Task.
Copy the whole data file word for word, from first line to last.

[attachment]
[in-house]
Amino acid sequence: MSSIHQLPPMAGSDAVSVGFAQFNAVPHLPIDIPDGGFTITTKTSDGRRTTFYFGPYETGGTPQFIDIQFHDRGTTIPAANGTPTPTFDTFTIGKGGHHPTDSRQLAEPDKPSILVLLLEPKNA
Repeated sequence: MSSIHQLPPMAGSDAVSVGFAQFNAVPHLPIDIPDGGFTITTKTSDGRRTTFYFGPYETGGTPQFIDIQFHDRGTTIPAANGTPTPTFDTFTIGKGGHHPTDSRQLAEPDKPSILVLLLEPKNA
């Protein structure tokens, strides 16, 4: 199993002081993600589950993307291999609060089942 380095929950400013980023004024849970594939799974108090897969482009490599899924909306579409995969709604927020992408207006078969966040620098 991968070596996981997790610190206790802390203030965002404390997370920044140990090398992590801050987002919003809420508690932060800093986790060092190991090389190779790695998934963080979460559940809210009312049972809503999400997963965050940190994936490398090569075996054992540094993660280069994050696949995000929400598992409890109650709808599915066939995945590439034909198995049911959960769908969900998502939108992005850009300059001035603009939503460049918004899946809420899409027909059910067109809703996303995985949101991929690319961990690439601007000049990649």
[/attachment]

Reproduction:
[in-house]
Amino acid sequence: MSSIHQLPPMAGSDAVSVGFAQFNAVPHLPIDIPDGGFTITTKTSDGRRTTFYFGPYETGGTPQFIDIQFHDRGTTIPAANGTPTPTFDTFTIGKGGHHPTDSRQLAEPDKPSILVLLLEPKNA
Repeated sequence: MSSIHQLPPMAGSDAVSVGFAQFNAVPHLPIDIPDGGFTITTKTSDGRRTTFYFGPYETGGTPQFIDIQFHDRGTTIPAANGTPTPTFDTFTIGKGGHHPTDSRQLAEPDKPSILVLLLEPKNA
């Protein structure tokens, strides 16, 4: 199993002081993600589950993307291999609060089942 380095929950400013980023004024849970594939799974108090897969482009490599899924909306579409995969709604927020992408207006078969966040620098 991968070596996981997790610190206790802390203030965002404390997370920044140990090398992590801050987002919003809420508690932060800093986790060092190991090389190779790695998934963080979460559940809210009312049972809503999400997963965050940190994936490398090569075996054992540094993660280069994050696949995000929400598992409890109650709808599915066939995945590439034909198995049911959960769908969900998502939108992005850009300059001035603009939503460049918004899946809420899409027909059910067109809703996303995985949101991929690319961990690439601007000049990649």